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  • Playa-del-Carmen-Tulum2 - The Mayan ruins of Tulum, south of Playa del Carmen, Mexico.
  • portal-maya-playa-carmen-mexico - The Portal Maya was erected in Playa del Carmen, Mexico, to mark the end of the Mayan calendar on Dec. 21, 2012. The rings derive from an ancient Mayan ball game.
  • Playa-del-Carmen-Chikin-Ha-Park-zip - Ziplining in Chikin Ha Park near Playa del Carmen, Mexico.
  • beach-playa-del-carmen-mexico-2 - The beach at Playa del Carmen, Mexico, in late afternoon.
  • Playa-del-Carmen-zipline - A zipline tour near Playa del Carmen, Mexico.
  • beach-playa-del-carmen-mexico - Winter break on the beach in Playa del Carmen, Mexico
  • Morph-Kiteboarding - A kiteboarder catches some air along the coast of Mexico. Try it or just watch at Morph Kiteboarding in Tulum or El Cuyo, Yucatán.
  • Morph-Kiteboarding-4 - A woman preps for a kitesurfing outing in Mexico. Try it at Morph Kiteboarding in Tulum or El Cuyo, Yucatán.
  • Playa-del-Carmen-Tulum1 - The Mayan ruins of Tulum, south of Playa del Carmen, Mexico.
  • Kool-Beach-Club-Playa-del-Carmen.jpg - Stop by Kool Beach Club in Playa del Carmen, Mexico, for a cool one.
  • Rio-Secreto1-Playa-del-Carmen.jpg - Rio Secreto is an unusual underground river that you can explore in Playa del Carmen, Mexico.
  • Rio-Secreto2-Playa-del-Carmen.jpg - Rio Secreto is an unusual underground river that you can explore in Playa del Carmen, Mexico.
  • Rio-Secreto4-Playa-del-Carmen.jpg - Rio Secreto is an unusual underground river that you can explore in Playa del Carmen, Mexico.
  • maya_tulum_playa_del_carmen_mexico.jpg - Tourists visit the Mayan ruins of Tulum near Playa del Carmen, Mexico.
  • Chichen-Itza-Castillo.jpg - The Mayan pyramid El Castillo at Chichen Itza, in the Yucatan, Mexico.
  • Chichen-Itza-Centore-Sagrado.jpg - Cenote Sagrado in Chichen Itza, Mexico. It's roughly a two-hour drive from Cancun, Tulum or Playa del Carmen.
  • Chichen-Itza-Warriors.jpg - The Warriors at Chichen Itza, a day trip from Cancun, Mexico.
  • woman-sunbather-mexico.jpg - Soak in the rays on the beaches of Mexico.
  • crab-mexico-beach.jpg - A crab spotted on the beach in Mexico.
  • seashells.jpg - Colorful seashells spotted on the beach.
  • jetski-rider.jpg - A jetski rider makes some waves in the Caribbean.
  • beach-cocktail.jpg - Beach + tropical cocktail = the perfect way to unwind.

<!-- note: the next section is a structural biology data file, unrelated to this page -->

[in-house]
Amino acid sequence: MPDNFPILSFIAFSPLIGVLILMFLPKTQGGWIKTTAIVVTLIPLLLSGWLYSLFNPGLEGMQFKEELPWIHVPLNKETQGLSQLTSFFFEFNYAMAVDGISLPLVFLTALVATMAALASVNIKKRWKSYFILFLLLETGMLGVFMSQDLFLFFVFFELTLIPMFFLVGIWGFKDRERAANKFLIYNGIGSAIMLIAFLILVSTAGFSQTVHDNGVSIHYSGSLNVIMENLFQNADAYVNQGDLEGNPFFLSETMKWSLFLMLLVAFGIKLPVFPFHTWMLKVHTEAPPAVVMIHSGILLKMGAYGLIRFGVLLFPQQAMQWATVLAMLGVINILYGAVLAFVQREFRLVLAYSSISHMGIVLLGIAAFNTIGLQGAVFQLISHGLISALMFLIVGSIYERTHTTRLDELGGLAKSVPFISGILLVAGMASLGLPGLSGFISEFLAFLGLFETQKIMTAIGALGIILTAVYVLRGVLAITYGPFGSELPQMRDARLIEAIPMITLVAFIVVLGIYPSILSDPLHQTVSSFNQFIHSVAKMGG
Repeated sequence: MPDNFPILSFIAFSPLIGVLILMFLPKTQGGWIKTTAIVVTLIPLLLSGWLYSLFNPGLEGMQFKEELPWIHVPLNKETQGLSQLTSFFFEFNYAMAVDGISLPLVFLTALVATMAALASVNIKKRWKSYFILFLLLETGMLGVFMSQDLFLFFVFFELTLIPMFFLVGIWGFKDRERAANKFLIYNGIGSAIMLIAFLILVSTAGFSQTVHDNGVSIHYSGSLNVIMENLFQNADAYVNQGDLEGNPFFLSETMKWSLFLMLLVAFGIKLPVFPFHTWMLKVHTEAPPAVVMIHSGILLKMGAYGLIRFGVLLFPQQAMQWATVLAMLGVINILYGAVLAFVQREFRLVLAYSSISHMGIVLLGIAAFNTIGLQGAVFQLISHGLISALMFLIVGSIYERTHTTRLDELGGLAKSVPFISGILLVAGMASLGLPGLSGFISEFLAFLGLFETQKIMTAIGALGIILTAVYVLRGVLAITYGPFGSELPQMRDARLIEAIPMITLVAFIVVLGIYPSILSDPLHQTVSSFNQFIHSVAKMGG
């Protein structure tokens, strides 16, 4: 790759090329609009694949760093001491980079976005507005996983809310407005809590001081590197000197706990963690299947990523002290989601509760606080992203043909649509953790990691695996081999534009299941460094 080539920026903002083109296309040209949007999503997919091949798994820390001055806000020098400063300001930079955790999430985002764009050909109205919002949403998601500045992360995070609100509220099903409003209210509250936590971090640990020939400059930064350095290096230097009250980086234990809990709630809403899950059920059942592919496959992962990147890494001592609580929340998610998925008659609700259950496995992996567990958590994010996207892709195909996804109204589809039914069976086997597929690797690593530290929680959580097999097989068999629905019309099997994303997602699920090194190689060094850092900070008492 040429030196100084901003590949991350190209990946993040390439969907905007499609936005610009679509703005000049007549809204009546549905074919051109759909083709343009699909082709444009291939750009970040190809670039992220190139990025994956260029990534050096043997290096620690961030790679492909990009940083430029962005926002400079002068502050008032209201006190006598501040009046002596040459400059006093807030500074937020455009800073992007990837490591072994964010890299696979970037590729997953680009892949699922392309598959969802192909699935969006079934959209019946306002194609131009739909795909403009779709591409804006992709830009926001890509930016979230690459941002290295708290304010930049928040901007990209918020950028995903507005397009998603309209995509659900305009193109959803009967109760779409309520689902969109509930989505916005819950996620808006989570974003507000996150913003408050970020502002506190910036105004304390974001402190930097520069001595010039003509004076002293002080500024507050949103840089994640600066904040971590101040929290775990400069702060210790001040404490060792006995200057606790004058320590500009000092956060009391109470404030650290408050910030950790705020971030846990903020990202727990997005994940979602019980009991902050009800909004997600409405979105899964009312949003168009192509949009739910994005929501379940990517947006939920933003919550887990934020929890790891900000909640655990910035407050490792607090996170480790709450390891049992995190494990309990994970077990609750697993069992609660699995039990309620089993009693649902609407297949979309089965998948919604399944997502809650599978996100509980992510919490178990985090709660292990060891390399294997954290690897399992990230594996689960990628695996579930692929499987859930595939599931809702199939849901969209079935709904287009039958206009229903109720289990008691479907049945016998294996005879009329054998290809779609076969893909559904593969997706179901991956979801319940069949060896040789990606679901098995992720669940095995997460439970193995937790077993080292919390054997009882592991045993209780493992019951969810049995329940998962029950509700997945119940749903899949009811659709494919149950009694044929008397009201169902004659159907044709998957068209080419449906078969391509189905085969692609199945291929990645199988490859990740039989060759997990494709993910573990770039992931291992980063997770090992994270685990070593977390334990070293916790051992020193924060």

• mexico-wakeboarding.jpg - If you're game, try the sport of wakeboarding and perform some acrobatic maneuvers while trailing a speedboat.
  • Morph-Kiteboarding-7 - A kiteboarder catches some air along the coast of Mexico. Try it or just watch at Morph Kiteboarding in Tulum or El Cuyo, Yucatán.
  • Morph-Kiteboarding-2 - Ever want to try kiteboarding? It's a new extreme sport that combines windsurfing, paragliding and wakeboarding.
  • Morph-Kiteboarding-fish-eye - A kiteboarder waits for her turn on the beach in Mexico.
  • Morph-Kiteboarding-5 - A kiteboarder glides across the surf in Mexico.
  • Playa-del-Carmen-Tulum3 - God of Winds temple in Tulum, Mexico.
  • Indigo-Beach-Club-Playa-del-Carmen.jpg - Indigo Beach Club in Playa del Carmen, Mexico.
  • Kantun-Chi1-Playa-del-Carmen.jpg - Kantun Chi, south of Playa del Carmen, is an ecological park caves and cenotes located in the heart of Mexico's Riviera Maya.
  • Kantun-Chi3-Playa-del-Carmen.jpg - Kantun Chi, south of Playa del Carmen, is an ecological park caves and cenotes located in the heart of Mexico's Riviera Maya.

Playa del Carmen travel guide: What do do & see

our guide

The vibe

Playa del Carmen, the wild heart of the Riviera Maya, isn’t a port of call for large cruise ships,  but it is a popular day-trip destination for ships docking at Cozumel, 12 miles offshore, and at Calica, a small port five miles south.

Baby boomers who visited in the 1970s or even 1980s will remember Playa as a laid-back, Jimmy Buffet-style destination with lots of palapa bars along the waterfront and a string of simple hotels catering to budget travelers from all over the world. 

It’s a bustling city now, with traffic to match and a European-infused party scene as trendy (or shall we say wild?) as any in Mexico.

But serenity is to be found if you seek it, and along the waterfront, in the colorful neighborhoods, and in the bright bougainvillea that seems to drape every wall. Wherever you go, a crowd-pleasing tropical ambiance prevails.

Cruise ships that call on Playa del Carmen

Playa del Carmen has a shallow reef so nearly all ships dock at Cozumel and passengers ferry over. See the ships that call on Cozumel.

Top reasons to go

  • Happening beach scene and lively party culture
  • Excellent shopping